"Leave them Girls, leave them where they lie," The dogs and her had learned to speak the same language, enough time and a pack don't really need words at all, they all know their place and function, they all know when good is good and bad is bad but every now and then a word or two wouldn't go a miss. The dogs understood, filing into formation and following on. She walked back and forth, up and down like a plough searching for just one. Just one would be enough for her to make sense of this house of horrors she had come round to this morning. She wondered if her dogs had passed out too, but there was no way to know, dogs have one way of dealing with most things and that is to lick and bark and wag there tails.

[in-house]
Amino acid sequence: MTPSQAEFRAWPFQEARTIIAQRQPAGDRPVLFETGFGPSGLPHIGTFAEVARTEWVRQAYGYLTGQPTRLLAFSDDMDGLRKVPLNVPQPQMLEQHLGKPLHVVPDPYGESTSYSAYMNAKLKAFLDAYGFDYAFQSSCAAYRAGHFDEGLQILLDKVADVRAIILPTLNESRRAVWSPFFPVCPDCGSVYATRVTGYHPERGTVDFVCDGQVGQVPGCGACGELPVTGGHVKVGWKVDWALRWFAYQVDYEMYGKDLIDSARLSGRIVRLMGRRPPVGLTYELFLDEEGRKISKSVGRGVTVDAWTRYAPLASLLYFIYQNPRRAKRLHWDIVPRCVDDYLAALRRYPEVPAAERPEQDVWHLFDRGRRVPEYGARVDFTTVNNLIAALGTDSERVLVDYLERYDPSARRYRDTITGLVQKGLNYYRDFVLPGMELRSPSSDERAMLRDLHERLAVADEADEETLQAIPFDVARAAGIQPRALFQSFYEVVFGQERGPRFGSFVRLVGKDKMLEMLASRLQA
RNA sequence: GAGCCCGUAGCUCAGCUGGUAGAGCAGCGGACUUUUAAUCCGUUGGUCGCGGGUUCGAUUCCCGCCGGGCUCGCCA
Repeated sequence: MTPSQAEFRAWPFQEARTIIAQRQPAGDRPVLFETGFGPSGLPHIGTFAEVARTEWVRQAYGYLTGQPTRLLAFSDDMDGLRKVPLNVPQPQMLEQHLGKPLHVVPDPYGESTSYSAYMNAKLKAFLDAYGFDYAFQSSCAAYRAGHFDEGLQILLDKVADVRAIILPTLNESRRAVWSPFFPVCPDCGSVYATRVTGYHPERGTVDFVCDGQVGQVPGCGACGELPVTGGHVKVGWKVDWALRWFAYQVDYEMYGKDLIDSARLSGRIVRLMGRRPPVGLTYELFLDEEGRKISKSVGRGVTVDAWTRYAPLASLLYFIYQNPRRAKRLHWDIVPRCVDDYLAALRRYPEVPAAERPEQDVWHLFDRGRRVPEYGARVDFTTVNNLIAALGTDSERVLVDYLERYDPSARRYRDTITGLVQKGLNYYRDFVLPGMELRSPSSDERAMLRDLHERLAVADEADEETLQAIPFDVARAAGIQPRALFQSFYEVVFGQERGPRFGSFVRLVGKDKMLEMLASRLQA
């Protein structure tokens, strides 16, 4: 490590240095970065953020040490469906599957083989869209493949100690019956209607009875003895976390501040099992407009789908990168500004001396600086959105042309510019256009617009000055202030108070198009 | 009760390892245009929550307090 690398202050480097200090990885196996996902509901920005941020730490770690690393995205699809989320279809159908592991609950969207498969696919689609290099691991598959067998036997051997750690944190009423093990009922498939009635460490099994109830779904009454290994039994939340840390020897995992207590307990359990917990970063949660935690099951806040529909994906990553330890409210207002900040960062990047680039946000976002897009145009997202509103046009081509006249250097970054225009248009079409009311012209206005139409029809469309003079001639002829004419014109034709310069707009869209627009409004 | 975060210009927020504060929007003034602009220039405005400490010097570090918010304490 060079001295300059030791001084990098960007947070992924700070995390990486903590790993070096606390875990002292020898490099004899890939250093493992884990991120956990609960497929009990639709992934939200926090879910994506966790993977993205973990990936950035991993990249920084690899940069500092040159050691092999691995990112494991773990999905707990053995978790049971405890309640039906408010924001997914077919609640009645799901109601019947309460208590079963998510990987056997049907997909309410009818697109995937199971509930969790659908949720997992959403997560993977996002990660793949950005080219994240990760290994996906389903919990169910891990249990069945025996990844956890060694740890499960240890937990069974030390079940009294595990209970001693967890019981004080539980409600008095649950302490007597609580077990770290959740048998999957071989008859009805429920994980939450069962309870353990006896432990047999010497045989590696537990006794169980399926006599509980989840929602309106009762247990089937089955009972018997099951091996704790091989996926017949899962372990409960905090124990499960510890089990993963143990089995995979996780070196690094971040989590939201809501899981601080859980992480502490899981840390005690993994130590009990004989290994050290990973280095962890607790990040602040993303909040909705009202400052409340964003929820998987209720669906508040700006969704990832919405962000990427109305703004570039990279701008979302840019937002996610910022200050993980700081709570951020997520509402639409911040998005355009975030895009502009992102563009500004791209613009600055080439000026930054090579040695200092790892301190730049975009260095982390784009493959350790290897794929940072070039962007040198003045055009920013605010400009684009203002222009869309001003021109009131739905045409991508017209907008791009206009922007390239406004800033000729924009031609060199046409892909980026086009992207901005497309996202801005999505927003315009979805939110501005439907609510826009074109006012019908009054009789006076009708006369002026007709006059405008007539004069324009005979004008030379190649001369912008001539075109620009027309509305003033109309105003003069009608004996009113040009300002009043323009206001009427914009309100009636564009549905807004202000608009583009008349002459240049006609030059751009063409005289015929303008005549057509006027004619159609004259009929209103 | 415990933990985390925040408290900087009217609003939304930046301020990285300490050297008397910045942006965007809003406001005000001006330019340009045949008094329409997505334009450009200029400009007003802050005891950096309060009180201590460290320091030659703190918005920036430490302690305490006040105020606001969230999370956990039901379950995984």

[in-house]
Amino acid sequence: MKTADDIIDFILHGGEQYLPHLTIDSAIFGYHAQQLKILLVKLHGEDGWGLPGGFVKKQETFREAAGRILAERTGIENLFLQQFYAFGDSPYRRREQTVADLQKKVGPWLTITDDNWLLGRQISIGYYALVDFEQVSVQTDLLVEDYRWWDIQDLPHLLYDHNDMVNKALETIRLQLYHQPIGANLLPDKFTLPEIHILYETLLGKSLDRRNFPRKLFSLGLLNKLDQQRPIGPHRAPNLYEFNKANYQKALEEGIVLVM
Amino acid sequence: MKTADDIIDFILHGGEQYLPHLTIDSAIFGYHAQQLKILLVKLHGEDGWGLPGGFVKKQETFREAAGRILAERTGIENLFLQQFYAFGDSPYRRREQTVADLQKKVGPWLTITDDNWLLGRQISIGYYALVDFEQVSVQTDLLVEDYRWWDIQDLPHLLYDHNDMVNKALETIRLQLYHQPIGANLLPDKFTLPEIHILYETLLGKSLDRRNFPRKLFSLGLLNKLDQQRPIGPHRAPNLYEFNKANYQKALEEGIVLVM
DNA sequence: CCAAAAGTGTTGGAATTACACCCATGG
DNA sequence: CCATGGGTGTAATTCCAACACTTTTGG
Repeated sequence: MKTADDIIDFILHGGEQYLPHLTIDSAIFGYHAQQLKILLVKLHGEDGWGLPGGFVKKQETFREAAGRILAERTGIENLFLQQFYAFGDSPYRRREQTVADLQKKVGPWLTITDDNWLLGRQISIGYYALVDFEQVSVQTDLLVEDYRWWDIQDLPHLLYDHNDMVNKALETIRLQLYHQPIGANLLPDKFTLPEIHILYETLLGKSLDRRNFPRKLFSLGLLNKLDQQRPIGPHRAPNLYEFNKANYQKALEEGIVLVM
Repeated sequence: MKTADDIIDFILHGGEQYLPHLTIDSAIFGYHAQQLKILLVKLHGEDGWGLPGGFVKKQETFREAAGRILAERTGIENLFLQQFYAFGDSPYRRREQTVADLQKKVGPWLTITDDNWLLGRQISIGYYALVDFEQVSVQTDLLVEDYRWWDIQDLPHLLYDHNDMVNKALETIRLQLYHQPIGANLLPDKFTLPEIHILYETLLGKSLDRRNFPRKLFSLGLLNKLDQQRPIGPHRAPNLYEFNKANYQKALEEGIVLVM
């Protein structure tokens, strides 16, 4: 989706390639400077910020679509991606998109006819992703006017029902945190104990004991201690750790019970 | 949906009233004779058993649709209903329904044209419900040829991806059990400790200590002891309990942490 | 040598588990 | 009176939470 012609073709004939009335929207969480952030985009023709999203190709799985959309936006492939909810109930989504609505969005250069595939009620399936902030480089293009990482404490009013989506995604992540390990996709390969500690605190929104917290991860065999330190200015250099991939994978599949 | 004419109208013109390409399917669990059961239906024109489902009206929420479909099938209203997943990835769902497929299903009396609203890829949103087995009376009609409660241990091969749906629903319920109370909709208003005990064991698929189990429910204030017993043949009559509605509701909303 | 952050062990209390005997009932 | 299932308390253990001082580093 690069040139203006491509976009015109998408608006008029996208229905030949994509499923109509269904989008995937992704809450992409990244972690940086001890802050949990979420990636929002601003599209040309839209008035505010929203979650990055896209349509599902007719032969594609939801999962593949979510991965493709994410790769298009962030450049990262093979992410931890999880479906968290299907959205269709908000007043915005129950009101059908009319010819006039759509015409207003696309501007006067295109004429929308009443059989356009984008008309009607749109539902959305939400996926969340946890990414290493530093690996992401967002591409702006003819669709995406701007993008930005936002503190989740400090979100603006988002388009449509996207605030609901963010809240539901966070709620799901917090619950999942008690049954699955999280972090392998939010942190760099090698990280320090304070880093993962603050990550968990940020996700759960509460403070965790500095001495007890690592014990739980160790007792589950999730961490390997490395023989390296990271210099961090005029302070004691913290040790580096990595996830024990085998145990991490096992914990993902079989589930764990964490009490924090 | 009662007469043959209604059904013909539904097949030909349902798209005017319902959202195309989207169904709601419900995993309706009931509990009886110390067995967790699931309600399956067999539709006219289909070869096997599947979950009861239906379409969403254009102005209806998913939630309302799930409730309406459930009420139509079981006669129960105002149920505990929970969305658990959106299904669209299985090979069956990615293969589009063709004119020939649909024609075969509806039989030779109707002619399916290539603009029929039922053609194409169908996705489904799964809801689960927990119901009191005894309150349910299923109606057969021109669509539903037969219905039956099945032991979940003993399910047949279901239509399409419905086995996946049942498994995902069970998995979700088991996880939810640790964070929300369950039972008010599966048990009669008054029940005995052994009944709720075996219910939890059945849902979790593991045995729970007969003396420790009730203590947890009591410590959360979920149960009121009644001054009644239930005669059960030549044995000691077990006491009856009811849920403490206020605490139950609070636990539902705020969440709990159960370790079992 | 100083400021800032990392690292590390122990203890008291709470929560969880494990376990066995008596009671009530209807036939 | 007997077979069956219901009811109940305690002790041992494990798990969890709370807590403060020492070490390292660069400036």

About halfway up the field she stopped, she could make out something in a ditch about 50 feet ahead. From where she was she couldn't see exactly what, but it was different from the rest of the field. It looked as if giant sods of dirt and grass were turned up on themselves into some sort of mound. She whistled to her dogs and picked her speed, those 60 something year old legs of hers still able to carry a pretty pace. She was right on top of it before she really understood what it was. They weren't sods of grass and dirt at all they were they half eaten birds turned inside out, lone wings, legs, beaks and bones, piled up like a totem. All around the pyre those poor morning starlings’ blood had dyed the grass to rust. The dogs on cue began to lick at the grass like an eaten bowl of ice cream, nosing and lapping, burying their muzzles deep into the grass; a fine treat for fine beasts. Beverly hissed and they reluctantly backed away. She would probably let them eat their fill, there is no sense in defying nature, she just wanted to figure out what had done this first. Maybe it had done it all.